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Old 03-09-03, 05:09 PM
A
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Thank you very much guys for giving me your valuable advise. I really appreciate this. I never installed windows myself nor I saw how to do it. I am completely remodeling my basement and need to replace windows that are very old and leak terribly. So I am investigating various options what type of windows to buy, what the difference between new construction and replacement windows and other options. I will also be replacing other windows in my house some time in autumn. For house windows I want to use only wood windows, probably Andersen or Pella as I really like their look. I want to increase the opening for several windows before installing a new one. I checked quotes for windows and installation and found out that to install a new construction window costs twice as much as window itself though being expensive itself. So while I can afford cost of windows I really cannot afford cost of installation. So I will try to install windows myself with my Dad's help.
However for basement windows I will probably choose vinyl as wood windows are a bit expensive for basement. I have no problem taking existing window frame out I can also measure window opening very precisely before taking that frame. BTW, which vinyl windows are good? The manufacturers mentioned in this board are almost all operating in West Coast. I am in NJ, so which ones are available in NYC metro and are good and priced fair? For installation I really need either good instructional video or a book with step-by-step instructions and preferably pictures. I also thinking about hiring a windows contractor to install one or two windows an check how he is doing this. I don't know if it is a good idea. Thank you again for sharing your expertise and advise.
 
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Old 03-09-03, 06:46 PM
L
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Agalkin,

Using vinyls for the basement makes sense. You asked about brands. You are going to find brands in NJ that I (in Ca) have never heard of. You will also find some brands that are distributed in all 50 states and several other countries. Those will include names like Alside, Simington, Milgard, ...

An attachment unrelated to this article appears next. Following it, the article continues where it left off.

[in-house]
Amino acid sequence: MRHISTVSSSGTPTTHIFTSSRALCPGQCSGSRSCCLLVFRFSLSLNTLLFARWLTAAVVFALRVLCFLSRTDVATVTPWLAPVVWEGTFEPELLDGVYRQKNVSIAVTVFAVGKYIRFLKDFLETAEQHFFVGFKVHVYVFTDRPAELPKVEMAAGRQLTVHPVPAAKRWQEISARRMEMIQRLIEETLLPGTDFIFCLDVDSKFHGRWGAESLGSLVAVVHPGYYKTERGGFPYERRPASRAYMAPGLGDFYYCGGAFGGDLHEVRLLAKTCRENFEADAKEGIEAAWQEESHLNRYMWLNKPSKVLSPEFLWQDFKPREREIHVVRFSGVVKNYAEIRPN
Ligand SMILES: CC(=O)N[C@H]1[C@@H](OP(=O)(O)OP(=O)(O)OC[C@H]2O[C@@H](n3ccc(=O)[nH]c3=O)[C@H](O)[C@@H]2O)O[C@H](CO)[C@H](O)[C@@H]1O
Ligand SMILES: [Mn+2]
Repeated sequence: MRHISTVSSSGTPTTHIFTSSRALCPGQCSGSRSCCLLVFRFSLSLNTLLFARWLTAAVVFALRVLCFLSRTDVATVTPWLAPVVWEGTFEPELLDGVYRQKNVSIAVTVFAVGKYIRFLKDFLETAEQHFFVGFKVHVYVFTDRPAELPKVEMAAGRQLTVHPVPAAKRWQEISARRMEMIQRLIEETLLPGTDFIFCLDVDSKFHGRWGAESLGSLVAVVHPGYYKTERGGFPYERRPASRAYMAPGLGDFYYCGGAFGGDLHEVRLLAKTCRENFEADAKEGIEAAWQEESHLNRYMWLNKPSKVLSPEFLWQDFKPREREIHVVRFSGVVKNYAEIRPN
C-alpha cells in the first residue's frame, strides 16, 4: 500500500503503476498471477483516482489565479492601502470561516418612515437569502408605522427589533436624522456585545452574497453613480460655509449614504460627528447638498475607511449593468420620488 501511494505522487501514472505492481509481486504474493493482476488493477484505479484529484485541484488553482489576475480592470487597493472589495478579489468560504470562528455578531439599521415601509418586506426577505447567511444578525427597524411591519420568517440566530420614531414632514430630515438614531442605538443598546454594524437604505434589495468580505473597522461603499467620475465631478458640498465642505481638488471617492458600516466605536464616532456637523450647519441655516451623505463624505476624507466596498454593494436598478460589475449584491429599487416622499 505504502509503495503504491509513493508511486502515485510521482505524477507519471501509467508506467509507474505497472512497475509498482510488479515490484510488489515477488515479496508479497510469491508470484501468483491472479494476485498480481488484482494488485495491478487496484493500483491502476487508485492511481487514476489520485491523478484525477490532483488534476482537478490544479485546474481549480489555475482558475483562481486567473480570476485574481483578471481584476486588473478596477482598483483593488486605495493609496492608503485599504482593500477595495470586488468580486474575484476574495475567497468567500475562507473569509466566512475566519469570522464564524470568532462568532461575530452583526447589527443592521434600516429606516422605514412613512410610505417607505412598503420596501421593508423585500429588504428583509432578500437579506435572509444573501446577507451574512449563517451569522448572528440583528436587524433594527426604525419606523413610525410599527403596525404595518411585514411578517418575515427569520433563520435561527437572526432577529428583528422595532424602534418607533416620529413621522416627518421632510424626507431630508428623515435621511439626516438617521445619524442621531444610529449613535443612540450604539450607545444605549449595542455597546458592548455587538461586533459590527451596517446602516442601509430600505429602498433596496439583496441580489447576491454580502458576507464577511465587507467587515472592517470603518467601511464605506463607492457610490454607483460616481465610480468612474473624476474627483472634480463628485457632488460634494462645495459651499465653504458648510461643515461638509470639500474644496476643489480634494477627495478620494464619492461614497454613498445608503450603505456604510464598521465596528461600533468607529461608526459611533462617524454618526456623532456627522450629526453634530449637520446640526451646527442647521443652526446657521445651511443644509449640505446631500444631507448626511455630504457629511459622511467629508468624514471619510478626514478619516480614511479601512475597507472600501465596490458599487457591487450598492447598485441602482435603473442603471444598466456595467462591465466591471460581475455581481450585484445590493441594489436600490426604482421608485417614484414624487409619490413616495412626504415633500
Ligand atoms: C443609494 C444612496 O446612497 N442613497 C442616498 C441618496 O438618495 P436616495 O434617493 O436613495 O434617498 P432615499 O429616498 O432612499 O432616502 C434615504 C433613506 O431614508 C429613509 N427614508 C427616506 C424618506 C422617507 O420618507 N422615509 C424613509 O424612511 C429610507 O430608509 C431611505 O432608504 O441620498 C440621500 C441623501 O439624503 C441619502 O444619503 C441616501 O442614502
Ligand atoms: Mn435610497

Compare warranties, efficiency, and price.

When you get to the windows in the house, you are thinking Andersen or Pella. Either is top of the line, along with Marvin and Sierra Pacific. Not too many ways to go wrong there.

You also mentioned that you are thinking of increasing the size of some of the house windows. Depending on the direction you are thinking of enlarging, that can be fairly inexpensive and easy, or it can become difficult and costly. Lowering the sill is the former -- expanding sideways or up is the latter. It all has to do with the header above the window. As long as the header remains unchanged, not much to it. But as soon as you decide to lengthen or raise the header, you turned a 2 hour project into a 2 day project, and you know what they say about time being money.
 
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Old 03-10-03, 05:15 AM
A
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May I ask a couple of more questions?

1. How are windows compared by efficiency? Is there a number to depict it? I also found that some windows have energy star logo? Are these windows most efficient?

2. While I understand that expanding a window opening in horizontal direction is difficult I don't quit understand why lowing a window is considerable easier then raising it. I though there are just two horizontal studs that form window in horizontal direction. Lowing or raising it is just relocating a stud lower or upper or both.
 
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Old 03-10-03, 06:15 AM
L
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Efficiency --

All windows are required to have an NFRC festation rating sticker posted on them when new. This sticker will have 3 numbers -- the U- factor, the SHGC, and visible light transmission. In the case of the U-factor and the SHGC, the lower the number, the better. Most vinyls, with low-E or low-E squared glass will have ratings in the range of .31 to .35. The visible light number tells you how much (or how little) light the window will allow to pass through -- how much it may darken a room. The higher the number, the more light passes through. Most will be in the range of .55 to .60.

The Energy Star logo is a place to start. To have that logo displayed, the window has to meet a certain criteria of efficiency. If one window just barely meets that criteria, it has just as much right to display the sticker as the window that exceeds it threefold.

Expanding the opening --

The rough opening is formed by the studs on each side, the header above it, and the sill across the bottom of the opening. Moving the sill (a 2X4 or 2X6, usually) up or down and adjusting the interior and exterior finish of the wall to match that move is fairly quick and easy. Nothing below the header is bearing. LOWERING the height of the window is about the same situation. RAISING the height of the window depends on exactly where in the wall the header is located and what, if anything, is below it. If the header was framed in at the bottom of the top plates of the wall and has cripples between it and the top of the rough opening of the window, then raising the height of the window is just like adjusting the sill height.

The expensive (and more difficult) size adjustment will be when you have to move or replace the header. That along with the 2 trimmer studs and the 2 king studs that support it are the bearing members of the opening. As long as the new opening is going to be less than about 4' or 5' wide, it's not that big of a thing. But if it is getting much bigger that that, you will probably have to supprt the ceiling joists and rafters that bear on that wall while you are enlarging the opening. Plus, if you are making the opening wider, you are buying a new header.